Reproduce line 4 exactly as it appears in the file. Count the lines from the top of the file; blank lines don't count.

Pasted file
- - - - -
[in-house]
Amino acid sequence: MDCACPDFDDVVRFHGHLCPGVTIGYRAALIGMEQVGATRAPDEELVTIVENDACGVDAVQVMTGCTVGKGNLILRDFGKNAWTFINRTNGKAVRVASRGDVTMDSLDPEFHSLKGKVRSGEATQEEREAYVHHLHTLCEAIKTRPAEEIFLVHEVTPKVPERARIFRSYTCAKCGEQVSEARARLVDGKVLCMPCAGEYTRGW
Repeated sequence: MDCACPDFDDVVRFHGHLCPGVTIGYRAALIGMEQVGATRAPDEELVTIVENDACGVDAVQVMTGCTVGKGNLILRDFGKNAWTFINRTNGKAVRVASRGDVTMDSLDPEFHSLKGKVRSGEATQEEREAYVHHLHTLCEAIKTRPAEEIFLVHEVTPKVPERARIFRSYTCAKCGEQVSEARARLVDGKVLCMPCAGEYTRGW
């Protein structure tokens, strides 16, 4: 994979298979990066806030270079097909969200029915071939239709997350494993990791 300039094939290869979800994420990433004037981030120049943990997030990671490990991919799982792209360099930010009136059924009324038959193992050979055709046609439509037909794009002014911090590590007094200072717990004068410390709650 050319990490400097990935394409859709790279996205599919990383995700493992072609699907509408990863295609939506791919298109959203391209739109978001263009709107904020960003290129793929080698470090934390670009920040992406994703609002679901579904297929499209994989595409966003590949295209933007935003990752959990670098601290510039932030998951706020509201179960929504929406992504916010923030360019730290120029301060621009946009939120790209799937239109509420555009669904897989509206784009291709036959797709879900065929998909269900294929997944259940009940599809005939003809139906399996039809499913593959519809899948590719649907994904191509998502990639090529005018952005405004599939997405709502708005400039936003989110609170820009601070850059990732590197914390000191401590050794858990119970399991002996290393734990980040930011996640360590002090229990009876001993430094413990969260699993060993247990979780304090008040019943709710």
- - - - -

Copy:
């Protein structure tokens, strides 16, 4: 994979298979990066806030270079097909969200029915071939239709997350494993990791 300039094939290869979800994420990433004037981030120049943990997030990671490990991919799982792209360099930010009136059924009324038959193992050979055709046609439509037909794009002014911090590590007094200072717990004068410390709650 050319990490400097990935394409859709790279996205599919990383995700493992072609699907509408990863295609939506791919298109959203391209739109978001263009709107904020960003290129793929080698470090934390670009920040992406994703609002679901579904297929499209994989595409966003590949295209933007935003990752959990670098601290510039932030998951706020509201179960929504929406992504916010923030360019730290120029301060621009946009939120790209799937239109509420555009669904897989509206784009291709036959797709879900065929998909269900294929997944259940009940599809005939003809139906399996039809499913593959519809899948590719649907994904191509998502990639090529005018952005405004599939997405709502708005400039936003989110609170820009601070850059990732590197914390000191401590050794858990119970399991002996290393734990980040930011996640360590002090229990009876001993430094413990969260699993060993247990979780304090008040019943709710």